Why Funders Need a Strong Brand to Maximize Social Impact
Like social impact organizations, funders typically skimp on branding and communications. But this limits your ability to magnify and advance causes.
As a funder, you already know how important it is for social impact organizations to invest in their branding and communications programs. Doing so is crucial to their ability to maximize impact. It’s what empowers social impact organizations to effectively engage their core audiences, share their impact stories, inspire action, and enlist support. If this all sounds like table stakes, then you may be among the most progressive funders who are taking the lead in funding communications.
But here’s something you may not already know: Your own brand matters, too. In fact, it matters as much — or even more — than that of the organizations you fund.
Funders, like social impact organizations, have historically skimped on branding and communications. Social impact organizations have underinvested in branding and communications because of a shortage of resources. Funders, on the other hand, have neglected their brands because they haven’t properly understood their value. After all, funders aren’t the ones competing for money. Because of that, you may be wondering if there's really any point in funneling resources toward a more sophisticated branding and communications strategy. Isn’t that money better spent funding the actual organizations that are making a difference?
The answer is no. You should be investing in your own branding and communications. Do it well, and you’ll multiply your impact — and, subsequently, that of the organizations you support.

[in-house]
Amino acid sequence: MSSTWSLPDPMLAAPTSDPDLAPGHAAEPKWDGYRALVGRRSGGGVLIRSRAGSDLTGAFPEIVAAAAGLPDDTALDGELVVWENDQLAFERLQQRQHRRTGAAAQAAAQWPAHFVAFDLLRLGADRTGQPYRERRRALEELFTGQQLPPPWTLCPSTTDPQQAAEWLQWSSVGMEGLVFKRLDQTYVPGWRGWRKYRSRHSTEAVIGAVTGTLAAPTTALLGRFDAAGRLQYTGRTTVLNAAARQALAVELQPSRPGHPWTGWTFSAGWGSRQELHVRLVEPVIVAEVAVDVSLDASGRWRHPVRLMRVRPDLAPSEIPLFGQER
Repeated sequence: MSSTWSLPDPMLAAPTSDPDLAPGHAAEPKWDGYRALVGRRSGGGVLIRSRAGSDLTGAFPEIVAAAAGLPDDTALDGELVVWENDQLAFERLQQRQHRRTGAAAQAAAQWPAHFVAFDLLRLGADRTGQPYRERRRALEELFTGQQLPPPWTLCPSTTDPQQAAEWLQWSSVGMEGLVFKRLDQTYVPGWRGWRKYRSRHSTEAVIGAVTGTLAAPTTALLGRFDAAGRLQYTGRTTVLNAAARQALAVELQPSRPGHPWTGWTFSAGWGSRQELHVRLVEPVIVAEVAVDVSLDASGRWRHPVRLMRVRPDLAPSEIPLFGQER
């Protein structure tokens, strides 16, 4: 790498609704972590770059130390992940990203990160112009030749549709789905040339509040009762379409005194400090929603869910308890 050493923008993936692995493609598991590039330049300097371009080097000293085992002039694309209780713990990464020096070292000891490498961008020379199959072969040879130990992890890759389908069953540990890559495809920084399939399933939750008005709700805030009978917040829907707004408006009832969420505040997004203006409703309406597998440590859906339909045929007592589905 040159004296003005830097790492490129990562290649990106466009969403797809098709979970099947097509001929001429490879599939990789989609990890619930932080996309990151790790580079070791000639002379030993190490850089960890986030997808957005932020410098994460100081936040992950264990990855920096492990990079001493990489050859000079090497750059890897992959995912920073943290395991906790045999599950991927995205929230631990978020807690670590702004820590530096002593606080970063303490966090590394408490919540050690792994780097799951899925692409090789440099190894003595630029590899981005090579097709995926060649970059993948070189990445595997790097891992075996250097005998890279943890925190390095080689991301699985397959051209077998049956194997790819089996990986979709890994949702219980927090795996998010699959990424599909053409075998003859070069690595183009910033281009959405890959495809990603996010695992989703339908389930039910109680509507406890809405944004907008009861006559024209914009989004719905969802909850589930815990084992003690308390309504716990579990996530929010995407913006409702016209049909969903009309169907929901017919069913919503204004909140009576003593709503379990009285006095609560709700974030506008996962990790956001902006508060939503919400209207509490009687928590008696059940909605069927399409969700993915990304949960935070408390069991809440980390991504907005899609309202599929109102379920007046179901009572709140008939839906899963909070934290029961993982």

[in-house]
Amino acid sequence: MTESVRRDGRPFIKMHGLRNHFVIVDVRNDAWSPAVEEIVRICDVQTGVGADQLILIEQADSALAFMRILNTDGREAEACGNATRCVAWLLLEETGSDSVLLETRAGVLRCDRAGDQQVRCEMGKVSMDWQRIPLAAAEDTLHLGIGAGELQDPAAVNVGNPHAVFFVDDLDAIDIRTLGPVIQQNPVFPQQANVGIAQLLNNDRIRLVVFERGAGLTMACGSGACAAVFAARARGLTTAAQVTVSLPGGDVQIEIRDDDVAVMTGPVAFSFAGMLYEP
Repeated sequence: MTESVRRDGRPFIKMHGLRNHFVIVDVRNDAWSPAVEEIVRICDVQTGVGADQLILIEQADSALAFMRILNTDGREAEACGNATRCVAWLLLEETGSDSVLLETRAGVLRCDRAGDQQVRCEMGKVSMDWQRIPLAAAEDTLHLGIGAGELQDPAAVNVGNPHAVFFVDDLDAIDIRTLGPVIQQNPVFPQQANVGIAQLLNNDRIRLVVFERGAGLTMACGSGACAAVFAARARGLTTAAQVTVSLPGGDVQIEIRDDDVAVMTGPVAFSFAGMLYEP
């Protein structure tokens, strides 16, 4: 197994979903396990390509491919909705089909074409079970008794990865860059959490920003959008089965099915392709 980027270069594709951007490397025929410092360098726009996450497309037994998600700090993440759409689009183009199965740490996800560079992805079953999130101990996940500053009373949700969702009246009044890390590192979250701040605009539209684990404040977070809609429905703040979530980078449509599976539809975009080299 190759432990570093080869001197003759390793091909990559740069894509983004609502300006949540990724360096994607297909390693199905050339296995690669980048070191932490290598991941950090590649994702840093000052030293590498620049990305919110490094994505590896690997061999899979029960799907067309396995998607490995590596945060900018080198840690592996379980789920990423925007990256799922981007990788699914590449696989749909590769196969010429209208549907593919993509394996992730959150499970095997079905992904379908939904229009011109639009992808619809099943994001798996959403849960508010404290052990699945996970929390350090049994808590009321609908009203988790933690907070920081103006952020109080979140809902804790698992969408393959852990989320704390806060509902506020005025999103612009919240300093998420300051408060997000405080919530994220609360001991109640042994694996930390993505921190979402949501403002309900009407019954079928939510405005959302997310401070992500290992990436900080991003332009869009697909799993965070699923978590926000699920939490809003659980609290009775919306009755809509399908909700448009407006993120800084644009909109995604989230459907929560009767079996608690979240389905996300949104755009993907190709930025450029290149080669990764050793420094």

The High Return on Investing in Funders’ Branding and Communications
When you as a funder focus on enhancing your own brand, you effectively multiply impact in several ways. You clarify your brand and mission to attract the right partners, advance the work of the organizations in your portfolio, and lead the way in defining branding and communications best practices for the impact space.
Clarify Your Brand and Mission to Attract the Right Social Impact Partners
When you invest in your brand, you have the opportunity to provide clarity about what matters to you as a funder, including the issues you invest in and the approaches you believe to be most effective. The truth is that nonprofits vet funders just as much as funders vet nonprofits. When your positioning is crystal clear in your branding, it’s much easier for social impact organizations to discern whether a partnership might be suitable. On top of that, you’re more likely to find organizations to fund that fit your vision and are capable of moving forward with speed and know-how. Finally, if you communicate a clear vision of your philanthropic values and approach, you are more likely to attract the attention of the press and other synergistic partners with whom to further your mission.
Advance the Work of Social Impact Organizations in Your Funder Portfolio